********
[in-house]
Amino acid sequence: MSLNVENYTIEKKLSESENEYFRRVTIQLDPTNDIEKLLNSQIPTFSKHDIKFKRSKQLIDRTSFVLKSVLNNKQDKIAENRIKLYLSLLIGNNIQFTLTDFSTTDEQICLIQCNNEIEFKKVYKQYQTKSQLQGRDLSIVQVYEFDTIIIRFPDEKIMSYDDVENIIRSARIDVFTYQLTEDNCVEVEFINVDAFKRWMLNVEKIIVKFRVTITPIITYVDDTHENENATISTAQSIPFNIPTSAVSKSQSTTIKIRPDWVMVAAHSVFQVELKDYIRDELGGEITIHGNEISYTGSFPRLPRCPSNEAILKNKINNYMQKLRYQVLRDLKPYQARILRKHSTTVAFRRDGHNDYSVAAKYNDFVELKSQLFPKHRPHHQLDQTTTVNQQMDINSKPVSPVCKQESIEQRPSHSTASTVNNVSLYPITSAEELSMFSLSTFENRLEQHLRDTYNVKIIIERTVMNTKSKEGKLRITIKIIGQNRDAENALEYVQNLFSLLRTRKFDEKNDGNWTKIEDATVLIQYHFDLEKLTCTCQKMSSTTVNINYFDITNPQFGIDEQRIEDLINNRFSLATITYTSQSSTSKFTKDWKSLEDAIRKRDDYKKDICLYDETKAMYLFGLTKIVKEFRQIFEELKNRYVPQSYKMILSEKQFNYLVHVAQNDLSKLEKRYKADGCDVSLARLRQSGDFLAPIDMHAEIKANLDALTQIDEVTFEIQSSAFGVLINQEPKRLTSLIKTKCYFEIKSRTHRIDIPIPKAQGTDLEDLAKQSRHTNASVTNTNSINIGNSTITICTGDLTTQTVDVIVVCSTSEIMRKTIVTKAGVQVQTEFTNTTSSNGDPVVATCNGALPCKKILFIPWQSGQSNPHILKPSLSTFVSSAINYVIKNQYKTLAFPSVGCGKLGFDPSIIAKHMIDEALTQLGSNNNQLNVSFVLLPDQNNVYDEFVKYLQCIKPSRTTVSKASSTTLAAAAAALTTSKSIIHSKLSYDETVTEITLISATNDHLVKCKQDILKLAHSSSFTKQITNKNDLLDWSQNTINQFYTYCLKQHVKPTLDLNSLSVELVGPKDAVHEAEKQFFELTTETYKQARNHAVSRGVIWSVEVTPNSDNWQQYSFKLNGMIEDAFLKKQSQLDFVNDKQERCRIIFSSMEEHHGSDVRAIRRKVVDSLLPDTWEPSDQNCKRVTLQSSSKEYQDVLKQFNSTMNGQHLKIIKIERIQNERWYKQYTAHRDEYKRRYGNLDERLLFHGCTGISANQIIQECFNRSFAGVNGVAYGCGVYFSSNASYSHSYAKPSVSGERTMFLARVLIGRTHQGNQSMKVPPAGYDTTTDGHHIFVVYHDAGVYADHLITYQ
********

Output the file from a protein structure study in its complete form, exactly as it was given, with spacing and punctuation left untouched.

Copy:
[in-house]
Amino acid sequence: MSLNVENYTIEKKLSESENEYFRRVTIQLDPTNDIEKLLNSQIPTFSKHDIKFKRSKQLIDRTSFVLKSVLNNKQDKIAENRIKLYLSLLIGNNIQFTLTDFSTTDEQICLIQCNNEIEFKKVYKQYQTKSQLQGRDLSIVQVYEFDTIIIRFPDEKIMSYDDVENIIRSARIDVFTYQLTEDNCVEVEFINVDAFKRWMLNVEKIIVKFRVTITPIITYVDDTHENENATISTAQSIPFNIPTSAVSKSQSTTIKIRPDWVMVAAHSVFQVELKDYIRDELGGEITIHGNEISYTGSFPRLPRCPSNEAILKNKINNYMQKLRYQVLRDLKPYQARILRKHSTTVAFRRDGHNDYSVAAKYNDFVELKSQLFPKHRPHHQLDQTTTVNQQMDINSKPVSPVCKQESIEQRPSHSTASTVNNVSLYPITSAEELSMFSLSTFENRLEQHLRDTYNVKIIIERTVMNTKSKEGKLRITIKIIGQNRDAENALEYVQNLFSLLRTRKFDEKNDGNWTKIEDATVLIQYHFDLEKLTCTCQKMSSTTVNINYFDITNPQFGIDEQRIEDLINNRFSLATITYTSQSSTSKFTKDWKSLEDAIRKRDDYKKDICLYDETKAMYLFGLTKIVKEFRQIFEELKNRYVPQSYKMILSEKQFNYLVHVAQNDLSKLEKRYKADGCDVSLARLRQSGDFLAPIDMHAEIKANLDALTQIDEVTFEIQSSAFGVLINQEPKRLTSLIKTKCYFEIKSRTHRIDIPIPKAQGTDLEDLAKQSRHTNASVTNTNSINIGNSTITICTGDLTTQTVDVIVVCSTSEIMRKTIVTKAGVQVQTEFTNTTSSNGDPVVATCNGALPCKKILFIPWQSGQSNPHILKPSLSTFVSSAINYVIKNQYKTLAFPSVGCGKLGFDPSIIAKHMIDEALTQLGSNNNQLNVSFVLLPDQNNVYDEFVKYLQCIKPSRTTVSKASSTTLAAAAAALTTSKSIIHSKLSYDETVTEITLISATNDHLVKCKQDILKLAHSSSFTKQITNKNDLLDWSQNTINQFYTYCLKQHVKPTLDLNSLSVELVGPKDAVHEAEKQFFELTTETYKQARNHAVSRGVIWSVEVTPNSDNWQQYSFKLNGMIEDAFLKKQSQLDFVNDKQERCRIIFSSMEEHHGSDVRAIRRKVVDSLLPDTWEPSDQNCKRVTLQSSSKEYQDVLKQFNSTMNGQHLKIIKIERIQNERWYKQYTAHRDEYKRRYGNLDERLLFHGCTGISANQIIQECFNRSFAGVNGVAYGCGVYFSSNASYSHSYAKPSVSGERTMFLARVLIGRTHQGNQSMKVPPAGYDTTTDGHHIFVVYHDAGVYADHLITYQ